A private company wants to search for life just above Venus

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It’s been well over 30 years since mankind last sent a satellite into Venus’ atmosphere, but a private space startup hopes to end that lull by launching its own probe to the planet in 2023 in search of life. extraterrestrial. Earlier this week, a team from Rocket Lab released its mission architecture paper outlining the company’s imminent plans to explore the clouds above Venus using a small Electron rocket. attached to a 1kg autofluorescent nephelometer, or “an instrument for detecting suspended particles in clouds,” according to Ars-Technica.

“In September 2020, scientists from MIT and Cardiff University announced that they had observed what may be signs of life in the clouds of our neighboring planet, Venus. Their observations indicated the potential presence of phosphine, a gas typically produced by living organisms. In 2023, Rocket Lab is sending the first private mission to Venus to help collect new evidence,” the company promises on its website.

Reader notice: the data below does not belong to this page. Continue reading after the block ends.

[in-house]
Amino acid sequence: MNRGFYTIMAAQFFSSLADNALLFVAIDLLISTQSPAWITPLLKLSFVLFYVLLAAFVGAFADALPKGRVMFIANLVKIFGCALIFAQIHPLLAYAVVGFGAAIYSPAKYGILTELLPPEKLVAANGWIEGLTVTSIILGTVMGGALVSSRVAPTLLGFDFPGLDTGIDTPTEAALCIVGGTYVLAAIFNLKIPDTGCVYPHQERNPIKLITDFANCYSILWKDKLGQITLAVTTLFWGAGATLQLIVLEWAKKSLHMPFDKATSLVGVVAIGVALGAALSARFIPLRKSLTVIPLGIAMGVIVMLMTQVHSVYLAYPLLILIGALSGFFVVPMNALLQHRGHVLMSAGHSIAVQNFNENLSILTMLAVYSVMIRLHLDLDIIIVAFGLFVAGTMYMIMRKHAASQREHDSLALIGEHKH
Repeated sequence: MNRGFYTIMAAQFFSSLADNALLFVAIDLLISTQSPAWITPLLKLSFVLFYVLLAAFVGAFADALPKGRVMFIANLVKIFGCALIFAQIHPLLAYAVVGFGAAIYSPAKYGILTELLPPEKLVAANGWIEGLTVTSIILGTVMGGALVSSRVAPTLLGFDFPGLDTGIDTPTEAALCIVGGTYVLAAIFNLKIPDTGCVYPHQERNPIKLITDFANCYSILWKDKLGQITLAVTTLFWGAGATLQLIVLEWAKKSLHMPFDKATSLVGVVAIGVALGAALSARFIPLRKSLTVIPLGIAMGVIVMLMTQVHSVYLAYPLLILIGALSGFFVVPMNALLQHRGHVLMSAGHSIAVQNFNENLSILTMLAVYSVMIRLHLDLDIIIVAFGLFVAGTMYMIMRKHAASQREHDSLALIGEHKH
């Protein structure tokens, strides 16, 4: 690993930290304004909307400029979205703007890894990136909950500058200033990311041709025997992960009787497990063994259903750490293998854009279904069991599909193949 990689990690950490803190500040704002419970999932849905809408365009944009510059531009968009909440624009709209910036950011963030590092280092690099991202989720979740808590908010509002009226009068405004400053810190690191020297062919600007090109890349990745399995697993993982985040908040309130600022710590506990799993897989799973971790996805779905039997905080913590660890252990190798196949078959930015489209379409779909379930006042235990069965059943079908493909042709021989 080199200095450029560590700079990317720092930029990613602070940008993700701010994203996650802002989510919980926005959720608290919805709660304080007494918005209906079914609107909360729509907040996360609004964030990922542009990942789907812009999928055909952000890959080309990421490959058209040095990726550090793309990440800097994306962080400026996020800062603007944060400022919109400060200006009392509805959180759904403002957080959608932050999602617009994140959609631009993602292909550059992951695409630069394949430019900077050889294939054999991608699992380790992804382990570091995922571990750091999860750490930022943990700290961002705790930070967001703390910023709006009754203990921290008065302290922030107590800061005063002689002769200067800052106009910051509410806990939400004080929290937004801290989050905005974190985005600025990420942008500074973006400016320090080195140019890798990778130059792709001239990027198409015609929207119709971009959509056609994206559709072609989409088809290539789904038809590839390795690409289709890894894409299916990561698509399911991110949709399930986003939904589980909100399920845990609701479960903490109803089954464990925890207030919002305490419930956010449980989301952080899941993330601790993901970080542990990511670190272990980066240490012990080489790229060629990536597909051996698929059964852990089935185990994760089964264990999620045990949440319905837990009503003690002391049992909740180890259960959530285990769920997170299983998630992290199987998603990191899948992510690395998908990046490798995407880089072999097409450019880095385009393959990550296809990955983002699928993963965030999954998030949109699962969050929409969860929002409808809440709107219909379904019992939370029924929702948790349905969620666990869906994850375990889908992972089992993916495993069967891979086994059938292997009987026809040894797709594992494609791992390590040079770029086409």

Evidence indicates that Venus once resembled Earth in many ways, with temperatures between 68 and 122 degrees Fahrenheit thanks to the existence of several shallow oceans. About 700 million years ago, a massive “resurfacing event” released large amounts of carbon dioxide into the atmosphere that quickly transformed the planet into a violently inhospitable environment. Today, Venus regularly experiences crushing surface pressures with temperatures regularly reaching 900 degrees Fahrenheit, making it the hottest planet in our solar system. However, living conditions begin to resemble those on Earth about 30 miles above the planet’s surface, which is exactly where Rocket Lab hopes its little probe will reach.

If successful, the satellite will spend about five minutes crossing the window of Venus’ atmosphere, during which time it will transmit its readings to Earth for scientists to study. It is in their hope that these readings will potentially contain new evidence pointing to the existence of microbial life above Venus. “Even with the mass and data rate constraints and the limited time in Venus’ atmosphere, a scientific breakthrough is possible,” say the Rocket Labs scientists in their recent mission paper.

Rocket Lab is one of the lesser-known private spaceflight companies right now, but that will likely change very quickly if they can pull off this ambitious project.

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